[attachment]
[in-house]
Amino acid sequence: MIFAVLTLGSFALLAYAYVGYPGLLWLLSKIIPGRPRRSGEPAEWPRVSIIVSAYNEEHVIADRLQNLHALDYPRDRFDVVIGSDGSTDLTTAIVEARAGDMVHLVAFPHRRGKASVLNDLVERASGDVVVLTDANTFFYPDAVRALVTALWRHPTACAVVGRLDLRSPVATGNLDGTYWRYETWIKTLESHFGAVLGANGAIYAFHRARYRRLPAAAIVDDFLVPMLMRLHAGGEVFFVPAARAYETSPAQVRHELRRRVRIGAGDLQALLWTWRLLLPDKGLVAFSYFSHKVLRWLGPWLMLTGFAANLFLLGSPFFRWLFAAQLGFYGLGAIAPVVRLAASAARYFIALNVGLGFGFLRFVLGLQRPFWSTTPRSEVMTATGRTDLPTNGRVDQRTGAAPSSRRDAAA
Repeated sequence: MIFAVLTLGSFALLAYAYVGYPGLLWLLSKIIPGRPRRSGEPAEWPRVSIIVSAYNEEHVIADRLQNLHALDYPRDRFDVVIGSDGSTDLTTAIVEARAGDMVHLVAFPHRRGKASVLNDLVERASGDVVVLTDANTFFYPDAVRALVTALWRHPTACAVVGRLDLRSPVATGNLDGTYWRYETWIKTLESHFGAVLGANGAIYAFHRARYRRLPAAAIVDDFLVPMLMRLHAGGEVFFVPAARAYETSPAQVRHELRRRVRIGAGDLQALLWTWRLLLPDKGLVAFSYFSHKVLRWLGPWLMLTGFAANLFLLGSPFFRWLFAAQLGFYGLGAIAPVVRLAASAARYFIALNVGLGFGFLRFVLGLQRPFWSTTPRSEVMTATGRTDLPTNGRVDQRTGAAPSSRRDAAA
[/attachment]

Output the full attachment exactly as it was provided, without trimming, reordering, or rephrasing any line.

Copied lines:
[in-house]
Amino acid sequence: MIFAVLTLGSFALLAYAYVGYPGLLWLLSKIIPGRPRRSGEPAEWPRVSIIVSAYNEEHVIADRLQNLHALDYPRDRFDVVIGSDGSTDLTTAIVEARAGDMVHLVAFPHRRGKASVLNDLVERASGDVVVLTDANTFFYPDAVRALVTALWRHPTACAVVGRLDLRSPVATGNLDGTYWRYETWIKTLESHFGAVLGANGAIYAFHRARYRRLPAAAIVDDFLVPMLMRLHAGGEVFFVPAARAYETSPAQVRHELRRRVRIGAGDLQALLWTWRLLLPDKGLVAFSYFSHKVLRWLGPWLMLTGFAANLFLLGSPFFRWLFAAQLGFYGLGAIAPVVRLAASAARYFIALNVGLGFGFLRFVLGLQRPFWSTTPRSEVMTATGRTDLPTNGRVDQRTGAAPSSRRDAAA
Repeated sequence: MIFAVLTLGSFALLAYAYVGYPGLLWLLSKIIPGRPRRSGEPAEWPRVSIIVSAYNEEHVIADRLQNLHALDYPRDRFDVVIGSDGSTDLTTAIVEARAGDMVHLVAFPHRRGKASVLNDLVERASGDVVVLTDANTFFYPDAVRALVTALWRHPTACAVVGRLDLRSPVATGNLDGTYWRYETWIKTLESHFGAVLGANGAIYAFHRARYRRLPAAAIVDDFLVPMLMRLHAGGEVFFVPAARAYETSPAQVRHELRRRVRIGAGDLQALLWTWRLLLPDKGLVAFSYFSHKVLRWLGPWLMLTGFAANLFLLGSPFFRWLFAAQLGFYGLGAIAPVVRLAASAARYFIALNVGLGFGFLRFVLGLQRPFWSTTPRSEVMTATGRTDLPTNGRVDQRTGAAPSSRRDAAA